Last week, the CDC issued a food safety alert regarding onions from Mexico that have been linked to salmonella outbreaks. Health officials, including those from both the CDC and FDA, have determined that the outbreak is a result of red, white, and yellow onions from Chihuahua, Mexico.
Consumers are instructed to toss onions that have been imported from Mexico and not to hang on to onions whose origin is unclear. After a salmonella outbreak affected 37 states and caused 652 illnesses and 129 hospitalizations, the CDC issued a food safety alert recalling onions, specifically those from Mexico. Keeler Family Farms recalled red, white, and yellow onions that were shipped between July 1 and August 25. ProSource Produce LLC recalled red, white, and yellow onions shipped between July 1 and August 31.
The last shipment of onions came in late August, but it’s likely that many homes and restaurants are still in possession of onions shipped during that time. The CDC warned, “Do not buy or eat any whole fresh red, white, or yellow onions if they were imported from Chihuahua, Mexico and distributed by ProSource Inc.” Most of the cases have been in Texas, Oklahoma, Virginia, Maryland and Illinois (The Hill).
Other states affected are California, Oregon, South and North Dakota, Utah, Colorado, New Mexico, Nebraska, Kansas, Missouri, Arkansas, Minnesota, Iowa, Wisconsin, Louisiana, Mississippi, Alabama, Tennessee, Georgia, North Carolina, South Carolina, Florida, Kentucky, Indiana, Michigan, Ohio, West Virginia, Pennsylvania, New Jersey, Connecticut, Massachusetts and New York.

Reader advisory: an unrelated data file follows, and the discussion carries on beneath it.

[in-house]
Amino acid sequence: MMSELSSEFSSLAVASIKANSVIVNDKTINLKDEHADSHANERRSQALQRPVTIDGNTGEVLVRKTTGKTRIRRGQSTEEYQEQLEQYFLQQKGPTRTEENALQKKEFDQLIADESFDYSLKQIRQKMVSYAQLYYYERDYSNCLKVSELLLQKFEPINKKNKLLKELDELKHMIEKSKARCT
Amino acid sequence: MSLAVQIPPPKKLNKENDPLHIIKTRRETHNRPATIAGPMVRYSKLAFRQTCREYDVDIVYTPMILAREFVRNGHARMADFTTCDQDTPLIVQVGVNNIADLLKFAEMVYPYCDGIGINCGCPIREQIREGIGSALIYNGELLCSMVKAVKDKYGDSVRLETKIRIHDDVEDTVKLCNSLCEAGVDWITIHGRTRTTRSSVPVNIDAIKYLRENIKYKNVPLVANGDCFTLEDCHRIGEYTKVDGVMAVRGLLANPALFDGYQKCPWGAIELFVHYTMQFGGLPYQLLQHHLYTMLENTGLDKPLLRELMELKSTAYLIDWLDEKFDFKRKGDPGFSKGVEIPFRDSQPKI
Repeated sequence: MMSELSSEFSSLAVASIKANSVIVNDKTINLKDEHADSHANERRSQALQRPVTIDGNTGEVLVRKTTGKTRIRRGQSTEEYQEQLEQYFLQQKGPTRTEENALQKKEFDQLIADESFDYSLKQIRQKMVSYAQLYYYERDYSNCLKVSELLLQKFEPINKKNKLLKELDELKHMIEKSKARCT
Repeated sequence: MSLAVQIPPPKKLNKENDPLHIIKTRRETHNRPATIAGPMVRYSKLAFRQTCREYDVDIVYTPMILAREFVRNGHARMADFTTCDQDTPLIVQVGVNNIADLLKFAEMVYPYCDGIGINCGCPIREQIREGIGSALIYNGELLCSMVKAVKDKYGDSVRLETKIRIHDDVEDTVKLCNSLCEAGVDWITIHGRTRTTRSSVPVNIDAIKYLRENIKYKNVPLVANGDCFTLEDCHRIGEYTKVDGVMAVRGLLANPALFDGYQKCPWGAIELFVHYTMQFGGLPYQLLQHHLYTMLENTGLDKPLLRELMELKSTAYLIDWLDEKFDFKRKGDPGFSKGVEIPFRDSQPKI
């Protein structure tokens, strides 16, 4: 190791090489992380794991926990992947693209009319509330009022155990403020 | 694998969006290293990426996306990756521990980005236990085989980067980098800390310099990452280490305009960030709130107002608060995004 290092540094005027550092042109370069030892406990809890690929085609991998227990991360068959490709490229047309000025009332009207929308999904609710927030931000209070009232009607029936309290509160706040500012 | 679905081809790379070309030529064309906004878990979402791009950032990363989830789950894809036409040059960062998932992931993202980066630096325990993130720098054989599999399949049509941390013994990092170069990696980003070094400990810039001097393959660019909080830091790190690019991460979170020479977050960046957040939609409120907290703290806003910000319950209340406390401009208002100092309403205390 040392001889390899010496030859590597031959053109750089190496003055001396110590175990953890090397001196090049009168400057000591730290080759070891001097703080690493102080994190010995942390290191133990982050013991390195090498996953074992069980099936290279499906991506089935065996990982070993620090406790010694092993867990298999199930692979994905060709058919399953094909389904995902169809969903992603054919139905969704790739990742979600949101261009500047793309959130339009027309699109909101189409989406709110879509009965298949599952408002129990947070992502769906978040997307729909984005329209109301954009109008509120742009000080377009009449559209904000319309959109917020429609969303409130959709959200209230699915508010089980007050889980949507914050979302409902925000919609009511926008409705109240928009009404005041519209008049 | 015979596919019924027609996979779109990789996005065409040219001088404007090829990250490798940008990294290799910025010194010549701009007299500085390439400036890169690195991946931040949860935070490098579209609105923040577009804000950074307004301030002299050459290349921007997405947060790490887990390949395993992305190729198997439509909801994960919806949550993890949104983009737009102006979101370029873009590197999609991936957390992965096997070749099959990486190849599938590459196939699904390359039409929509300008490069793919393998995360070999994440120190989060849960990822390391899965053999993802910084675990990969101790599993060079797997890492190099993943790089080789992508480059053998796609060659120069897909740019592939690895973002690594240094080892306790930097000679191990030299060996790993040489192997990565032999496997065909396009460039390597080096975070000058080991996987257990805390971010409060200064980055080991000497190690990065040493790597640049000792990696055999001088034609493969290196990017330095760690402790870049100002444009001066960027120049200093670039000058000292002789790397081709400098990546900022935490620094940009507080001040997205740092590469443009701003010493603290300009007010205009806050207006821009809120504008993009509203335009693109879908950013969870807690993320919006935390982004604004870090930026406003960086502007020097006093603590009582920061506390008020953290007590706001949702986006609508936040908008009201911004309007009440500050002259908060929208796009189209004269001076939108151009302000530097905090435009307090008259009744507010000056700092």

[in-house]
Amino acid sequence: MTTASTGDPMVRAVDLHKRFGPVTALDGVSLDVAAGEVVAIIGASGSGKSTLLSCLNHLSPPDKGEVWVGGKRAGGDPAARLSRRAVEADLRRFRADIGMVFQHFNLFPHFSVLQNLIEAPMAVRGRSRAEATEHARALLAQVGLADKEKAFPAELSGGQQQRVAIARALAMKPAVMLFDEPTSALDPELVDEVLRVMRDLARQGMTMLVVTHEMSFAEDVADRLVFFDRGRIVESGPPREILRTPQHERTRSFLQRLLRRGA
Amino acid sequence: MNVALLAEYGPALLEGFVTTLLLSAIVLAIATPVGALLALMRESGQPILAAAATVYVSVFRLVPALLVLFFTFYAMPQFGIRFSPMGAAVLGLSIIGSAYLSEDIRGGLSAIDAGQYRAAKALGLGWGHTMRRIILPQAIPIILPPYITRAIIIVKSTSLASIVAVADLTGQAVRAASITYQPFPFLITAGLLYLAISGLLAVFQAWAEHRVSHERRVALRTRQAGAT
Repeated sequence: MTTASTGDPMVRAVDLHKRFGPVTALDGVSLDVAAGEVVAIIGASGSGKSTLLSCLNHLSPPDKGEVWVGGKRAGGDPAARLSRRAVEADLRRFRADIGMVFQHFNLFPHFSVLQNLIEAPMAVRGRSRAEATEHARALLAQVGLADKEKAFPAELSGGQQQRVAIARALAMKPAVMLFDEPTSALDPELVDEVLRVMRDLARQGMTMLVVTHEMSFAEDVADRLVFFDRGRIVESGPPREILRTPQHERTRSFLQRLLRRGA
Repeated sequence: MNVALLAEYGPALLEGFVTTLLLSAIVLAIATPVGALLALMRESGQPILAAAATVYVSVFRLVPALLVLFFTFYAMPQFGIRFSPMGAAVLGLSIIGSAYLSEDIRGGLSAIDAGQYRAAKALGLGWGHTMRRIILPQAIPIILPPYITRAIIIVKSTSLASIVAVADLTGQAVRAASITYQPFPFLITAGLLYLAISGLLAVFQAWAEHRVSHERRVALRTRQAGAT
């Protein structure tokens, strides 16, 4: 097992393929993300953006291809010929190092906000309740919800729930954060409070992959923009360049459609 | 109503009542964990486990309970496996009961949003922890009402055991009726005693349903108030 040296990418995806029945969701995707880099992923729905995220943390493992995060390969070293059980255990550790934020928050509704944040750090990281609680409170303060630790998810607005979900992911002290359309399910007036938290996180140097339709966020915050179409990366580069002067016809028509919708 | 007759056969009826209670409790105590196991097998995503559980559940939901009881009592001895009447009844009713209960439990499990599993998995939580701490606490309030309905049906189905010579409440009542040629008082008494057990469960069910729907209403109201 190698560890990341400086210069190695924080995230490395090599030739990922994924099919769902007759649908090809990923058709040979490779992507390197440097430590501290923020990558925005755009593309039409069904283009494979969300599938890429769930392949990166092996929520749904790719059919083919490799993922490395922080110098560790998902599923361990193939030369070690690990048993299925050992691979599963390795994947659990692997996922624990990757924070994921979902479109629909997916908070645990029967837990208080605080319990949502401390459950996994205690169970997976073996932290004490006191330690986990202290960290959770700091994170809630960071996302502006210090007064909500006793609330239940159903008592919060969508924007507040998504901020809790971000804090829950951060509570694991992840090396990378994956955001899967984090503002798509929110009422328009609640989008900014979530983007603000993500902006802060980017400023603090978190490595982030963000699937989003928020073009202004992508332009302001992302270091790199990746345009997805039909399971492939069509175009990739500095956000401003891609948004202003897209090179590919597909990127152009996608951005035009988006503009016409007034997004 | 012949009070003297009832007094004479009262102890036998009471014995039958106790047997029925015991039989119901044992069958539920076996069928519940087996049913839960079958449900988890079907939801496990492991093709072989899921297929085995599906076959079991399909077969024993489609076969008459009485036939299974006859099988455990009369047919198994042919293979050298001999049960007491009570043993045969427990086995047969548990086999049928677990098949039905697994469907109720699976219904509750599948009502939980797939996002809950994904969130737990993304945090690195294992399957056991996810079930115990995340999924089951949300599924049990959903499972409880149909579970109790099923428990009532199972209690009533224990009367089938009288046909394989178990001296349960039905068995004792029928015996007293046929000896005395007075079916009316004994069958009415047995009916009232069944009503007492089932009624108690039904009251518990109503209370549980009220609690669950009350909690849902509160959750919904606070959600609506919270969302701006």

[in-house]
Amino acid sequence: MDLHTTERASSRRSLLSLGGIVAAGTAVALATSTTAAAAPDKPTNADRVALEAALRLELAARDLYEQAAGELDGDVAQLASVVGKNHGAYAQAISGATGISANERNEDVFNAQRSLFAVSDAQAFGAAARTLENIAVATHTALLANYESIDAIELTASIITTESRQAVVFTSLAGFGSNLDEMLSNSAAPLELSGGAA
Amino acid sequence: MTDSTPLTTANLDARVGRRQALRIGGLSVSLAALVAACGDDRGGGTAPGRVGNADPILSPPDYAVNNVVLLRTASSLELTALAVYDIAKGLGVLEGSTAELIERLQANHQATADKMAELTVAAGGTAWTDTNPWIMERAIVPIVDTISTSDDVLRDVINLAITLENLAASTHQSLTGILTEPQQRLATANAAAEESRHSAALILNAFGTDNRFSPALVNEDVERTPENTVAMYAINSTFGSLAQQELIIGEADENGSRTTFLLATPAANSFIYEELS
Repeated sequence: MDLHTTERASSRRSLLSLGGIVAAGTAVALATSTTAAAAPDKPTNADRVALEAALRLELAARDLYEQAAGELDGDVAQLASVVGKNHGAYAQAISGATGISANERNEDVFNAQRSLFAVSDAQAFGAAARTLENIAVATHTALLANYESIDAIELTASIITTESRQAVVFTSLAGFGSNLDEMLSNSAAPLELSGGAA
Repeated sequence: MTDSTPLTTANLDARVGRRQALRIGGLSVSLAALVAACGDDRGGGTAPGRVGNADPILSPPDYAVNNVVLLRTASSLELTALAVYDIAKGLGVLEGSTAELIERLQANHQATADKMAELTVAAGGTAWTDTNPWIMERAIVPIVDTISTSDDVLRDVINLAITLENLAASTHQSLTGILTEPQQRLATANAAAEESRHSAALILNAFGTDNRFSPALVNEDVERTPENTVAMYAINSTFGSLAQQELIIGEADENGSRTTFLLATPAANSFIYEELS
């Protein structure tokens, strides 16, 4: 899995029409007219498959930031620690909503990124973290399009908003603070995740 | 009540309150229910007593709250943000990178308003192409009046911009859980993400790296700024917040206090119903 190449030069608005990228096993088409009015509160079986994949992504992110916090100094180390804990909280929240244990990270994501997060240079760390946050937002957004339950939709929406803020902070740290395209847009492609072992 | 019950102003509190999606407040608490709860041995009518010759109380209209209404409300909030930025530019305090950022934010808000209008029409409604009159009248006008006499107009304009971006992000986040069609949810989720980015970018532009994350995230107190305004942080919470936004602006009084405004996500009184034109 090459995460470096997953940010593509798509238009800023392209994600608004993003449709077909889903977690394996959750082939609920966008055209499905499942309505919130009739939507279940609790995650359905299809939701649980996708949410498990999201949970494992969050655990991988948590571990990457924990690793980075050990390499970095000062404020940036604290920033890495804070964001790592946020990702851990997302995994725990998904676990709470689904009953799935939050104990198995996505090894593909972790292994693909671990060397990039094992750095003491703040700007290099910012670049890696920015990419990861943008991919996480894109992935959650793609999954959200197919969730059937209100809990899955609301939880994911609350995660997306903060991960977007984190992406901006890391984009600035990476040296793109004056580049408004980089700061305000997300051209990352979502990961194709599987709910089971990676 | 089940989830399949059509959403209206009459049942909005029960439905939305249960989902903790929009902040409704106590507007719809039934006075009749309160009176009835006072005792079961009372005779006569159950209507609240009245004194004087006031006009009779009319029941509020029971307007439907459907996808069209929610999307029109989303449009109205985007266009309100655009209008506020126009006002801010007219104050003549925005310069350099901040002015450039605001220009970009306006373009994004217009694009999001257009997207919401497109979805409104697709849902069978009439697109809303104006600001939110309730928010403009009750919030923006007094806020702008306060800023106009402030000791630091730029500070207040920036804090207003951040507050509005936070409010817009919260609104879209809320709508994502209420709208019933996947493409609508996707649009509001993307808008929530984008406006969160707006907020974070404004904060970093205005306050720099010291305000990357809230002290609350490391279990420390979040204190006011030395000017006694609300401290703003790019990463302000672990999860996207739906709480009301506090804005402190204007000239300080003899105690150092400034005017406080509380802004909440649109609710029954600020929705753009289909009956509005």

Salmonella is a bacterial disease that affects around 1.35 million people in the U.S. yearly, with around 26,500 hospitalizations and 420 deaths (CBS). It is most severe in children under 5, adults over 65, and the immunocompromised. This specific outbreak has already affected people spanning the ages of under a year all the way to 97 years. Symptoms include diarrhea, fever and stomach cramps, usually beginning six hours to six days after being ingested, and can last four to seven days. In some cases it can lead to severe disease.
ARTICLE: RITA VOGT
MANAGING EDITOR: CARSON CHOATE
PHOTO CREDITS: MARKET WATCH
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